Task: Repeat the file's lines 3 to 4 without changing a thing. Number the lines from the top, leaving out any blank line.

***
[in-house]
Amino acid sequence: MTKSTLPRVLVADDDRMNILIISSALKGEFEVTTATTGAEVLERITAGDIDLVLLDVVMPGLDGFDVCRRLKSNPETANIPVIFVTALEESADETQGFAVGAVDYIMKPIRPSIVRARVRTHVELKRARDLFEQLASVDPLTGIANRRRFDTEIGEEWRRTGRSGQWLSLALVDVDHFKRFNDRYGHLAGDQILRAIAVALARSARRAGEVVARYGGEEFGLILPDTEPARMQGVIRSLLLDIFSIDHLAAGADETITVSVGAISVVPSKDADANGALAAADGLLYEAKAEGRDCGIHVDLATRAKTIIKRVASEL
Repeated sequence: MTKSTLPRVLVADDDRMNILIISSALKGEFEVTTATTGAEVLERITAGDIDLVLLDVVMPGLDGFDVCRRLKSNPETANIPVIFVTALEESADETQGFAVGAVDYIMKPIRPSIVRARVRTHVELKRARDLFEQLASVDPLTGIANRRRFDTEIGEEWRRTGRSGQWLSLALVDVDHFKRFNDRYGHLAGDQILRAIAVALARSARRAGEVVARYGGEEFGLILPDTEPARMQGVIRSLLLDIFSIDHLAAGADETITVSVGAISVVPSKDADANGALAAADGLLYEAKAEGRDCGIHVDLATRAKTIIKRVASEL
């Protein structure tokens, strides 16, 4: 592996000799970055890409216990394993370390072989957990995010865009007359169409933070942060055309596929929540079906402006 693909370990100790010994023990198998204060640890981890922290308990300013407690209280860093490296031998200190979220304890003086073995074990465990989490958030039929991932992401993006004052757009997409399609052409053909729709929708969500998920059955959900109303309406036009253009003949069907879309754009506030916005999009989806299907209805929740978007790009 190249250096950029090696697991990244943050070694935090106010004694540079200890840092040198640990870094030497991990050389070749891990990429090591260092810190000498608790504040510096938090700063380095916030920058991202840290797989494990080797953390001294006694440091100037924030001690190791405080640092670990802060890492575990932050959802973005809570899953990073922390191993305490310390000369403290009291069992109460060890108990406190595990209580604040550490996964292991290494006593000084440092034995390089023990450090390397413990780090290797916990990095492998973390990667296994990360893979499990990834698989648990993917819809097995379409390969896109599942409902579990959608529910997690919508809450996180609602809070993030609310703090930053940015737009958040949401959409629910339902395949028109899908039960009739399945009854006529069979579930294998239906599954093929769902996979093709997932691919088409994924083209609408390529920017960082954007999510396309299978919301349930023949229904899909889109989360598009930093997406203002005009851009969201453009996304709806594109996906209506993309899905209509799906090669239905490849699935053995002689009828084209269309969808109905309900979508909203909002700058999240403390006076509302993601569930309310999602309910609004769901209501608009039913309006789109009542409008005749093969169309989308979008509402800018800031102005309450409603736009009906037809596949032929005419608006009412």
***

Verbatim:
Repeated sequence: MTKSTLPRVLVADDDRMNILIISSALKGEFEVTTATTGAEVLERITAGDIDLVLLDVVMPGLDGFDVCRRLKSNPETANIPVIFVTALEESADETQGFAVGAVDYIMKPIRPSIVRARVRTHVELKRARDLFEQLASVDPLTGIANRRRFDTEIGEEWRRTGRSGQWLSLALVDVDHFKRFNDRYGHLAGDQILRAIAVALARSARRAGEVVARYGGEEFGLILPDTEPARMQGVIRSLLLDIFSIDHLAAGADETITVSVGAISVVPSKDADANGALAAADGLLYEAKAEGRDCGIHVDLATRAKTIIKRVASEL
């Protein structure tokens, strides 16, 4: 592996000799970055890409216990394993370390072989957990995010865009007359169409933070942060055309596929929540079906402006 693909370990100790010994023990198998204060640890981890922290308990300013407690209280860093490296031998200190979220304890003086073995074990465990989490958030039929991932992401993006004052757009997409399609052409053909729709929708969500998920059955959900109303309406036009253009003949069907879309754009506030916005999009989806299907209805929740978007790009 190249250096950029090696697991990244943050070694935090106010004694540079200890840092040198640990870094030497991990050389070749891990990429090591260092810190000498608790504040510096938090700063380095916030920058991202840290797989494990080797953390001294006694440091100037924030001690190791405080640092670990802060890492575990932050959802973005809570899953990073922390191993305490310390000369403290009291069992109460060890108990406190595990209580604040550490996964292991290494006593000084440092034995390089023990450090390397413990780090290797916990990095492998973390990667296994990360893979499990990834698989648990993917819809097995379409390969896109599942409902579990959608529910997690919508809450996180609602809070993030609310703090930053940015737009958040949401959409629910339902395949028109899908039960009739399945009854006529069979579930294998239906599954093929769902996979093709997932691919088409994924083209609408390529920017960082954007999510396309299978919301349930023949229904899909889109989360598009930093997406203002005009851009969201453009996304709806594109996906209506993309899905209509799906090669239905490849699935053995002689009828084209269309969808109905309900979508909203909002700058999240403390006076509302993601569930309310999602309910609004769901209501608009039913309006789109009542409008005749093969169309989308979008509402800018800031102005309450409603736009009906037809596949032929005419608006009412």